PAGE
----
Investigation to examine whether Australian fighter pilots were lured by China

Australian Federal Police and the nation’s top spy agency are investigating allegations several former Australian Defence Force members have been approached to train the Chinese military.

Defence Minister Richard Marles announced on Wednesday he had commissioned a review into his department’s policies and procedures, vowing to act if systemic weaknesses are putting Australian military secrets at risk.

Defence Minister Richard Marles said the government would strengthen any weaknesses in systems used to protect Australian military secrets.Credit:Alex Ellinghausen

Marles declined to say whether the government had identified any former military personnel who had provided training to China.

But, he said, a joint taskforce on countering foreign interference, run by the AFP and Australian Security Intelligence Organisation, is “currently investigating a number of cases” involving former Defence staff.

“Australians who work or have worked for the government in any capacity, particularly our ADF, who come into possession of the nation’s secrets, have an obligation to maintain those secrets beyond their employment with, or their engagement with, the Commonwealth,” he said.

“This is an enduring obligation and to reveal any of those secrets is a crime. It’s clear and unambiguous.”

Marles said an initial investigation into reports Australian fighter pilots had been approached by China to train their personnel had uncovered enough evidence to justify a more extensive inquiry.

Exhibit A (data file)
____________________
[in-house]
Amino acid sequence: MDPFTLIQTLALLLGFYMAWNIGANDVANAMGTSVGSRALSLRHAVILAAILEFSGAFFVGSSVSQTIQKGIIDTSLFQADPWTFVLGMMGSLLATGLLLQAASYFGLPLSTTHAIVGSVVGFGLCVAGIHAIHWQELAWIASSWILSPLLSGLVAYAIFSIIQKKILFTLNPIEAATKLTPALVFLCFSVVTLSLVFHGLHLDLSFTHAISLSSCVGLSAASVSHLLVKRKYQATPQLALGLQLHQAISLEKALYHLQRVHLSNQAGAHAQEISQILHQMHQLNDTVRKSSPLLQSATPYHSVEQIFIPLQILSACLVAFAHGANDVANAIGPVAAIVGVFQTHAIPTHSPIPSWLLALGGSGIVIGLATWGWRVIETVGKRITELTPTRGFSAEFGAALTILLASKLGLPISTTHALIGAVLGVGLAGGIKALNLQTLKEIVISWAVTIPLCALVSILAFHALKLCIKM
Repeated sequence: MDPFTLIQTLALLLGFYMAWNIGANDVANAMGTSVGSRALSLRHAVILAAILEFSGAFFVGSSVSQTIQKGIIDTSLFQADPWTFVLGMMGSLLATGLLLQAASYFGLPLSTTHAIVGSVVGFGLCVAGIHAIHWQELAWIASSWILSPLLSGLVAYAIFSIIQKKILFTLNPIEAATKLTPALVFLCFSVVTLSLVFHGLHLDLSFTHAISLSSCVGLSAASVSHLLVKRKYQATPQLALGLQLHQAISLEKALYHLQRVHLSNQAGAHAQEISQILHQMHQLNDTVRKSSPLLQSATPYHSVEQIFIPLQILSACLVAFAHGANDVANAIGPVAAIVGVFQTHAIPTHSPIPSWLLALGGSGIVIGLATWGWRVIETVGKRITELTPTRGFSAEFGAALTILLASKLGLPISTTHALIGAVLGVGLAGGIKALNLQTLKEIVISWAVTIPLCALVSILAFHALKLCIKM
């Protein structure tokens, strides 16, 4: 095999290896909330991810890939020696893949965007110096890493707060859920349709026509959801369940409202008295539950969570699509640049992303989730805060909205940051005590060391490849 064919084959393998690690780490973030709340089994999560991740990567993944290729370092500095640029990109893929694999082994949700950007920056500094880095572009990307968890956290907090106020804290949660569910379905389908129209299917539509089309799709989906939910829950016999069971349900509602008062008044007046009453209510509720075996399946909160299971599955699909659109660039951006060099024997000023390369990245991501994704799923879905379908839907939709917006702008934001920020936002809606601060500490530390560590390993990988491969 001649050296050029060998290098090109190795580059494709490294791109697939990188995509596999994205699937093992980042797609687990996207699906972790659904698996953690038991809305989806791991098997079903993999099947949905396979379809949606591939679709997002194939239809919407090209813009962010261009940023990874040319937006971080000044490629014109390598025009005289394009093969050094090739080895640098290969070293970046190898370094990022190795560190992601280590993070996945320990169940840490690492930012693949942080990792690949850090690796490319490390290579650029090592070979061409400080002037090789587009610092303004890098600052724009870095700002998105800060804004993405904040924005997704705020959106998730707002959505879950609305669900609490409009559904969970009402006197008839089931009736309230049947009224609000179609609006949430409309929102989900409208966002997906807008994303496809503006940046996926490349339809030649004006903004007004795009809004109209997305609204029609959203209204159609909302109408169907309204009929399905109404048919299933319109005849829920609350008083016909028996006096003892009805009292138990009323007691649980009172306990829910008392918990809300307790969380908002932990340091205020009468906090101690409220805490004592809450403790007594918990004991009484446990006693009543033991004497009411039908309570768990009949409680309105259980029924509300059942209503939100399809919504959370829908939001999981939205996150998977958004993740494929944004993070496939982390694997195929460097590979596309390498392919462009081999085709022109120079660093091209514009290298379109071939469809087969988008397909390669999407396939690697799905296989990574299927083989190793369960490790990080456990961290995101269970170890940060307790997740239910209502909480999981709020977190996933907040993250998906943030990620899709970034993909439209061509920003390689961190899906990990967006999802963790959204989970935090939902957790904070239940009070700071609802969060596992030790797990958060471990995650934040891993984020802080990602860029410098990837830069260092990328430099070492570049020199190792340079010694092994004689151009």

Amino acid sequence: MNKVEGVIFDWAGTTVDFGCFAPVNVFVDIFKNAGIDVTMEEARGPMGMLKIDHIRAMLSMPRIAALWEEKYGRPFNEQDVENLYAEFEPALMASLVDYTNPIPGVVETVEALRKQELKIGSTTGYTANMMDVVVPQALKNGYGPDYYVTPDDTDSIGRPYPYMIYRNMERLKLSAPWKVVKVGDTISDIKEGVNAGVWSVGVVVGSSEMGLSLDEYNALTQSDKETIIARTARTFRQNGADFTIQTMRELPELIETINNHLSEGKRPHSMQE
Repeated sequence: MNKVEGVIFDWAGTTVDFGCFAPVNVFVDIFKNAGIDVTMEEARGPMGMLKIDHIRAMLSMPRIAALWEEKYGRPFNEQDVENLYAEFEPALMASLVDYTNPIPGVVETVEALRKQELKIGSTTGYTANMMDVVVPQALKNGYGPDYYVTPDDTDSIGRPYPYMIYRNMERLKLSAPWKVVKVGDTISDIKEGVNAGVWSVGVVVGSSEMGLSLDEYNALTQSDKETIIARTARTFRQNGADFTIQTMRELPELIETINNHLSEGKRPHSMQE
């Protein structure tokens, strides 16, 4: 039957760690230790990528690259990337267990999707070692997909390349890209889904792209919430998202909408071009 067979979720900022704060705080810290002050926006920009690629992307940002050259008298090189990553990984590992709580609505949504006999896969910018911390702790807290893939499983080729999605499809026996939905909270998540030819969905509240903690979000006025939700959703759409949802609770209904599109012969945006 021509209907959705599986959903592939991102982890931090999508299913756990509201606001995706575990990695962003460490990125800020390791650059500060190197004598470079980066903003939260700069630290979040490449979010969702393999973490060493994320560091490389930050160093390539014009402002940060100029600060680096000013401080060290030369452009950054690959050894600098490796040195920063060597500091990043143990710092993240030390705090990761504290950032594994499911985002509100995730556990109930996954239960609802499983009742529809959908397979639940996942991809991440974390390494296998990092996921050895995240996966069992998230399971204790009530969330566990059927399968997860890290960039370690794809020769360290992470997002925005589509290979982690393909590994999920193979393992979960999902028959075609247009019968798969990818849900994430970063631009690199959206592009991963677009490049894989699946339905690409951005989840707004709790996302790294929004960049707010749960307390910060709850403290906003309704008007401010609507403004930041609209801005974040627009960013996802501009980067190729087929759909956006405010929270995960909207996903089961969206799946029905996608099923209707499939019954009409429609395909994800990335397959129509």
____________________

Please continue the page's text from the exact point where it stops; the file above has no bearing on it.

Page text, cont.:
He said Defence already had policies in place to protect Australian military intelligence from foreign powers “but if there are weaknesses in our system the Albanese government will strengthen them”.

The initial probe was triggered by revelations from the British government last month that about 30 former British fighter pilots had been training Chinese pilots at a flight school in South Africa.

A former Australian Air Force pilot, speaking anonymously to CNBC, said he was offered nearly $1 million a year to work for the Chinese military.

Opposition defence spokesman Andrew Hastie welcomed the new inquiry, saying reports ex-Australian fighter pilots were approached by the Chinese People’s Liberation Army were “deeply concerning”.

“Such conduct, if these allegations are verified, is highly improper and contrary to the Australian national interest,” he said.

“Our national military secrets – including tactics, techniques and procedures for our elite fighter pilots – must be safeguarded by serving Defence members and our veterans. They are not for sale to another country.”

The lawyer for a former United States fighter pilot told a Sydney court last week his client would “vigorously” resist being extradited to the United States.

Daniel Edmund Duggan, now an Australian citizen, was arrested in Orange last month after recently returning from China.

He reportedly listed the same Beijing address as a Chinese businessman who was jailed in America for hacking into US military aircraft designs.

Duggan’s lawyer, Dennis Miralis said the exact allegations against his client are unclear because he was secretly indicted by a US grand jury.

He said Duggan maintains that he has not broken the law in China, Australia or the United States.

“Whilst there is some commentary concerning the nature of the allegations, Mr Duggan’s position is very clear – he denies having breached any US law, any Australian law, any international law,” Miralis said.

“This is a position that he will defend vigorously.”

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